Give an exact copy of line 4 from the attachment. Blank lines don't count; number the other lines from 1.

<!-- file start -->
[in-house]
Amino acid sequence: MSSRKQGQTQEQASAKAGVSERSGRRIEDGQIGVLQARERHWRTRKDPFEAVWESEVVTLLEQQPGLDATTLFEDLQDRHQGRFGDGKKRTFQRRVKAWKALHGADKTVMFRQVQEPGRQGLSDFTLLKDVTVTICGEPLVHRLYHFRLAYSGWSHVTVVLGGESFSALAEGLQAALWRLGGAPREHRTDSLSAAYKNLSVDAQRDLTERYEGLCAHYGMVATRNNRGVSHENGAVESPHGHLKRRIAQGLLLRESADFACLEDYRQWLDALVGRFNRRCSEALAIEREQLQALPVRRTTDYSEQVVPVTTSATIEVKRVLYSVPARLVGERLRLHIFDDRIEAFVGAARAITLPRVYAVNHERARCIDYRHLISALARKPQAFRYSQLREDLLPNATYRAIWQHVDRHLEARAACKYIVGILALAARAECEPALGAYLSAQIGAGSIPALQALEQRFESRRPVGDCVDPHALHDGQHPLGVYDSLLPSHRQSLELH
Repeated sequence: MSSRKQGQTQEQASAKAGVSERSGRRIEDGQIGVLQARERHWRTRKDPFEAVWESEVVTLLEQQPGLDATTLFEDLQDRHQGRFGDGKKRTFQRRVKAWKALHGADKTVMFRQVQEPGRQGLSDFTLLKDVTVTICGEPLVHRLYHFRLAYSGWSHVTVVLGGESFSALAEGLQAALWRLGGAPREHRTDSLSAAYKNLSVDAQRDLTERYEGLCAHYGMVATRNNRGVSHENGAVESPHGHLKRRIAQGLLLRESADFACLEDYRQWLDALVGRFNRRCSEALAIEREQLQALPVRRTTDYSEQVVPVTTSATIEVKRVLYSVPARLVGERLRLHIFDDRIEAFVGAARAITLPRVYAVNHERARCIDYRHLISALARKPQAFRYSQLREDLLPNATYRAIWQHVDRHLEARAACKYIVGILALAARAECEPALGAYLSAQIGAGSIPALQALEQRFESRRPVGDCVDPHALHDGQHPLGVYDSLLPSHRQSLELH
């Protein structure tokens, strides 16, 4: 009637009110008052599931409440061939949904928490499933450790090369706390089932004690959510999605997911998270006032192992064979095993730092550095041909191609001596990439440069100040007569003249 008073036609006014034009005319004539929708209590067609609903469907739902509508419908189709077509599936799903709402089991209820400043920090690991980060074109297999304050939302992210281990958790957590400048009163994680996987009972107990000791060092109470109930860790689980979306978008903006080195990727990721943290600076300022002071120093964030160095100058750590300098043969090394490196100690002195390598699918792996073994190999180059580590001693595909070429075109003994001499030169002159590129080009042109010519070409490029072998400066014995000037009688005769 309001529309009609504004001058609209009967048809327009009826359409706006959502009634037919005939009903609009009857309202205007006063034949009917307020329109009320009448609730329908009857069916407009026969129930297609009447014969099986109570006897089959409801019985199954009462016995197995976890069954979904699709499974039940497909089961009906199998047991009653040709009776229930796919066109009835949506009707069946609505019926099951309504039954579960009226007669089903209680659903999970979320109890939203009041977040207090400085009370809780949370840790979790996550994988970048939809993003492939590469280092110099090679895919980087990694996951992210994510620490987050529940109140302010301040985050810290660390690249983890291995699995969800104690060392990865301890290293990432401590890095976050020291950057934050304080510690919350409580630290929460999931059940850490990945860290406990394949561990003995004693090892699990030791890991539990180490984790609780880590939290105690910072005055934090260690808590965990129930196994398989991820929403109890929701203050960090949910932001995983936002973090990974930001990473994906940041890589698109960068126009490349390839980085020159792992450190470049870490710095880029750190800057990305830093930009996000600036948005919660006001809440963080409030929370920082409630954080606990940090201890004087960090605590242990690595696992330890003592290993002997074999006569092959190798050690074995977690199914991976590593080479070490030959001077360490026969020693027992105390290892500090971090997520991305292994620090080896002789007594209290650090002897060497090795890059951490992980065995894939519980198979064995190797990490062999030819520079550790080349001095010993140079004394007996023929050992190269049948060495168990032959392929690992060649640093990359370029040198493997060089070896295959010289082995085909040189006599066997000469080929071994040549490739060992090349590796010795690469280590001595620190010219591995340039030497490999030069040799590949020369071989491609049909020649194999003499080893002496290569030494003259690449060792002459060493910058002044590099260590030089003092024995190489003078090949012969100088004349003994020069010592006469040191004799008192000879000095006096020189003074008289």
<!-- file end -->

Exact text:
């Protein structure tokens, strides 16, 4: 009637009110008052599931409440061939949904928490499933450790090369706390089932004690959510999605997911998270006032192992064979095993730092550095041909191609001596990439440069100040007569003249 008073036609006014034009005319004539929708209590067609609903469907739902509508419908189709077509599936799903709402089991209820400043920090690991980060074109297999304050939302992210281990958790957590400048009163994680996987009972107990000791060092109470109930860790689980979306978008903006080195990727990721943290600076300022002071120093964030160095100058750590300098043969090394490196100690002195390598699918792996073994190999180059580590001693595909070429075109003994001499030169002159590129080009042109010519070409490029072998400066014995000037009688005769 309001529309009609504004001058609209009967048809327009009826359409706006959502009634037919005939009903609009009857309202205007006063034949009917307020329109009320009448609730329908009857069916407009026969129930297609009447014969099986109570006897089959409801019985199954009462016995197995976890069954979904699709499974039940497909089961009906199998047991009653040709009776229930796919066109009835949506009707069946609505019926099951309504039954579960009226007669089903209680659903999970979320109890939203009041977040207090400085009370809780949370840790979790996550994988970048939809993003492939590469280092110099090679895919980087990694996951992210994510620490987050529940109140302010301040985050810290660390690249983890291995699995969800104690060392990865301890290293990432401590890095976050020291950057934050304080510690919350409580630290929460999931059940850490990945860290406990394949561990003995004693090892699990030791890991539990180490984790609780880590939290105690910072005055934090260690808590965990129930196994398989991820929403109890929701203050960090949910932001995983936002973090990974930001990473994906940041890589698109960068126009490349390839980085020159792992450190470049870490710095880029750190800057990305830093930009996000600036948005919660006001809440963080409030929370920082409630954080606990940090201890004087960090605590242990690595696992330890003592290993002997074999006569092959190798050690074995977690199914991976590593080479070490030959001077360490026969020693027992105390290892500090971090997520991305292994620090080896002789007594209290650090002897060497090795890059951490992980065995894939519980198979064995190797990490062999030819520079550790080349001095010993140079004394007996023929050992190269049948060495168990032959392929690992060649640093990359370029040198493997060089070896295959010289082995085909040189006599066997000469080929071994040549490739060992090349590796010795690469280590001595620190010219591995340039030497490999030069040799590949020369071989491609049909020649194999003499080893002496290569030494003259690449060792002459060493910058002044590099260590030089003092024995190489003078090949012969100088004349003994020069010592006469040191004799008192000879000095006096020189003074008289």